Computer Science ETDs

Author

Jiawei Xu Jr

Publication Date

7-1-2013

Abstract

The Cognitive Paradigm Ontology (CogPO) defines an ontological relationship between academic terms and experiments in the field of neuroscience. BrainMap (www.brainmap.org) is a database of literature describing these experiments, which are annotated by human experts based on the ontological framework defined in CogPO. We present a stochastic approach to automate this process. We begin with a gold standard corpus of abstracts annotated by experts, and model the annotations with a group of naive Bayes classifiers, then explore the inherent relationship among different components defined by the ontology using a probabilistic decision tree model. Our solution outperforms conventional text mining approaches by taking advantage of an ontology. We consider five essential ontological components (Stimulus Modality, Stimulus Type, Response Modality, Response Type, and Instructions) in CogPO, evaluate the probability of successfully categorizing a research paper on each component by training a basic multi-label naive Bayes classifier with a set of examples taken from the BrainMap database which are already manually annotated by human experts. According to the performance of the classifiers we create a decision tree to label the components sequentially on different levels. Each node of the decision tree is associated with a naive Bayes classifier built in different subspaces of the input universe. We first make decisions on those components whose labels are comparatively easy to predict, and then use these predetermined conditions to narrow down the input space along all tree paths, therefore boosting the performance of the naive Bayes classification upon components whose labels are difficult to predict. For annotating a new instance, we use the classifiers associated with the nodes to find labels for each component, starting from the root and then tracking down the tree perhaps on multiple paths. The annotation is completed when the bottom level is reached, where all labels produced along the paths are collected.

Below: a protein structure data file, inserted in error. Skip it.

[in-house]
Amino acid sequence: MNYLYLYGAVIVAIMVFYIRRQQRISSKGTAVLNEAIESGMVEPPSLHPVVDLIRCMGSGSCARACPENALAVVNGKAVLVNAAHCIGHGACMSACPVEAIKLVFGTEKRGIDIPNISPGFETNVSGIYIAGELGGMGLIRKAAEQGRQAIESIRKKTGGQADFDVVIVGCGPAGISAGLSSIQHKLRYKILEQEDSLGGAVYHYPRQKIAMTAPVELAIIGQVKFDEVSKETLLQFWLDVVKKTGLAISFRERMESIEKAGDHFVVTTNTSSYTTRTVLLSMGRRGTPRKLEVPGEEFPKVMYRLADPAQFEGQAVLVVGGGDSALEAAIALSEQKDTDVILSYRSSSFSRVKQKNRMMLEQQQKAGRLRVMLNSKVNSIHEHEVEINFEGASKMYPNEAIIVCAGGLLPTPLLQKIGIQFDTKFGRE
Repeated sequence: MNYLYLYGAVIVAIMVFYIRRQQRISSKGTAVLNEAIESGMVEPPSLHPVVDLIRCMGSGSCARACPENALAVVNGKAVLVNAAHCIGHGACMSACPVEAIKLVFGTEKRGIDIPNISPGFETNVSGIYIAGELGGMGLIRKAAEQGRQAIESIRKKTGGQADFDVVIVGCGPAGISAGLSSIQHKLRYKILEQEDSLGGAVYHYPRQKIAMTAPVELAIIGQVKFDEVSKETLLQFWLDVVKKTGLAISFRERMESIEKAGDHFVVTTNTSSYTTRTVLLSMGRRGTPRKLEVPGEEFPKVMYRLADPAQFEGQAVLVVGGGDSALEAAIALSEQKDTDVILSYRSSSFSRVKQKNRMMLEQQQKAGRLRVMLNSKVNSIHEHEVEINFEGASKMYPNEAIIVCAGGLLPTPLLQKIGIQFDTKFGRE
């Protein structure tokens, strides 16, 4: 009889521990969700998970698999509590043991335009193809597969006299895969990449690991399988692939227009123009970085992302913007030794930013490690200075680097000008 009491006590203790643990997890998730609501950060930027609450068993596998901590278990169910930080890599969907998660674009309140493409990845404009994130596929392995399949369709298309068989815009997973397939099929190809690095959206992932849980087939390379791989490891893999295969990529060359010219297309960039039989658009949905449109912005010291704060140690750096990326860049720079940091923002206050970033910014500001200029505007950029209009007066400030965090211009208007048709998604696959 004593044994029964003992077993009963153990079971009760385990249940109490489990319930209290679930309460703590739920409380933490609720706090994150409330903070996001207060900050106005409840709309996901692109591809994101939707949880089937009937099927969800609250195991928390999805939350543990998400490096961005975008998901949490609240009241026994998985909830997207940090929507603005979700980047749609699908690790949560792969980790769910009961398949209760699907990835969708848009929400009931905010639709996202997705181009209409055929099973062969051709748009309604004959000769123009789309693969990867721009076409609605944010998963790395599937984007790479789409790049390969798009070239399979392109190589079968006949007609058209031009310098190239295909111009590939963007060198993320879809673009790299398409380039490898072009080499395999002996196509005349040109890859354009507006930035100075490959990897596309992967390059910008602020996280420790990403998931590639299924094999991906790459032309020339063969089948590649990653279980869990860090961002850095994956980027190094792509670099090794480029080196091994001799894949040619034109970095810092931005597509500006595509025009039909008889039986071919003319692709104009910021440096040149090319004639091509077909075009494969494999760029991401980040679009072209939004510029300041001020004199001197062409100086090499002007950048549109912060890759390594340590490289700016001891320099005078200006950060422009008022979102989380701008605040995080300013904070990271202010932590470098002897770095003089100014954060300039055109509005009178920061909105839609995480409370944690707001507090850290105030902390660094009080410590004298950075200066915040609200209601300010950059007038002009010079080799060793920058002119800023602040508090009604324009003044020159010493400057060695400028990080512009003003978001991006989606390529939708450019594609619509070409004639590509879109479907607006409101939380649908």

Language

English

Keywords

Annotation, Ontology, Machine Learning, Naive Bayes, Decision Tree

Document Type

Thesis

Degree Name

Computer Science

Level of Degree

Masters

Department Name

Department of Computer Science

First Advisor

Luger, George Jr

First Committee Member (Chair)

Luger, George Jr

Second Committee Member

Turner, Jessica Jr

Third Committee Member

Williams, Lance Jr

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